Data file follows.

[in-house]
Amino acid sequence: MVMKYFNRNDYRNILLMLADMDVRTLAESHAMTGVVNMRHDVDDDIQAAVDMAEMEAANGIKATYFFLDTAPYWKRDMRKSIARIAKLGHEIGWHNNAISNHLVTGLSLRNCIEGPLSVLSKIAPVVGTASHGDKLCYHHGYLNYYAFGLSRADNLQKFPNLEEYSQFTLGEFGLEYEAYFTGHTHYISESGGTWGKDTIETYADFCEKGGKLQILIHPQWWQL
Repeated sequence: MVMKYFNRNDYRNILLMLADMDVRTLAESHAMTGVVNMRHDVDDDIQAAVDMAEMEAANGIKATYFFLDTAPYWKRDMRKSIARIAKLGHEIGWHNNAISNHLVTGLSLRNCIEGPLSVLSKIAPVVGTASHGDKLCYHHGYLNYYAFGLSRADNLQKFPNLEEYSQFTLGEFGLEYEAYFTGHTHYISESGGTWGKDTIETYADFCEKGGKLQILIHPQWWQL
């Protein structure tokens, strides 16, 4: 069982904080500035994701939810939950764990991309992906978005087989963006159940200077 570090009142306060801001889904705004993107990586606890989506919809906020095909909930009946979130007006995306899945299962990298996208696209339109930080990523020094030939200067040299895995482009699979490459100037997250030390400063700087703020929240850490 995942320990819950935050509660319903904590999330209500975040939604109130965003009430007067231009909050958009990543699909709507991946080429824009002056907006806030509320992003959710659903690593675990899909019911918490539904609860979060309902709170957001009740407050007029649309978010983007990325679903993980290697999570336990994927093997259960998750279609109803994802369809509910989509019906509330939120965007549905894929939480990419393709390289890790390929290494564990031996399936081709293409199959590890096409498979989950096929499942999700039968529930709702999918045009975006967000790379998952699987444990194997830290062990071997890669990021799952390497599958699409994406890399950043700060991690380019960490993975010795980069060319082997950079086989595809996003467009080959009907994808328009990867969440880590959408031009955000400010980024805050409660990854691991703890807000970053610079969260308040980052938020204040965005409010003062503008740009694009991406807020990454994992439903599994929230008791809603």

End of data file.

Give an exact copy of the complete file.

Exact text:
[in-house]
Amino acid sequence: MVMKYFNRNDYRNILLMLADMDVRTLAESHAMTGVVNMRHDVDDDIQAAVDMAEMEAANGIKATYFFLDTAPYWKRDMRKSIARIAKLGHEIGWHNNAISNHLVTGLSLRNCIEGPLSVLSKIAPVVGTASHGDKLCYHHGYLNYYAFGLSRADNLQKFPNLEEYSQFTLGEFGLEYEAYFTGHTHYISESGGTWGKDTIETYADFCEKGGKLQILIHPQWWQL
Repeated sequence: MVMKYFNRNDYRNILLMLADMDVRTLAESHAMTGVVNMRHDVDDDIQAAVDMAEMEAANGIKATYFFLDTAPYWKRDMRKSIARIAKLGHEIGWHNNAISNHLVTGLSLRNCIEGPLSVLSKIAPVVGTASHGDKLCYHHGYLNYYAFGLSRADNLQKFPNLEEYSQFTLGEFGLEYEAYFTGHTHYISESGGTWGKDTIETYADFCEKGGKLQILIHPQWWQL
């Protein structure tokens, strides 16, 4: 069982904080500035994701939810939950764990991309992906978005087989963006159940200077 570090009142306060801001889904705004993107990586606890989506919809906020095909909930009946979130007006995306899945299962990298996208696209339109930080990523020094030939200067040299895995482009699979490459100037997250030390400063700087703020929240850490 995942320990819950935050509660319903904590999330209500975040939604109130965003009430007067231009909050958009990543699909709507991946080429824009002056907006806030509320992003959710659903690593675990899909019911918490539904609860979060309902709170957001009740407050007029649309978010983007990325679903993980290697999570336990994927093997259960998750279609109803994802369809509910989509019906509330939120965007549905894929939480990419393709390289890790390929290494564990031996399936081709293409199959590890096409498979989950096929499942999700039968529930709702999918045009975006967000790379998952699987444990194997830290062990071997890669990021799952390497599958699409994406890399950043700060991690380019960490993975010795980069060319082997950079086989595809996003467009080959009907994808328009990867969440880590959408031009955000400010980024805050409660990854691991703890807000970053610079969260308040980052938020204040965005409010003062503008740009694009991406807020990454994992439903599994929230008791809603």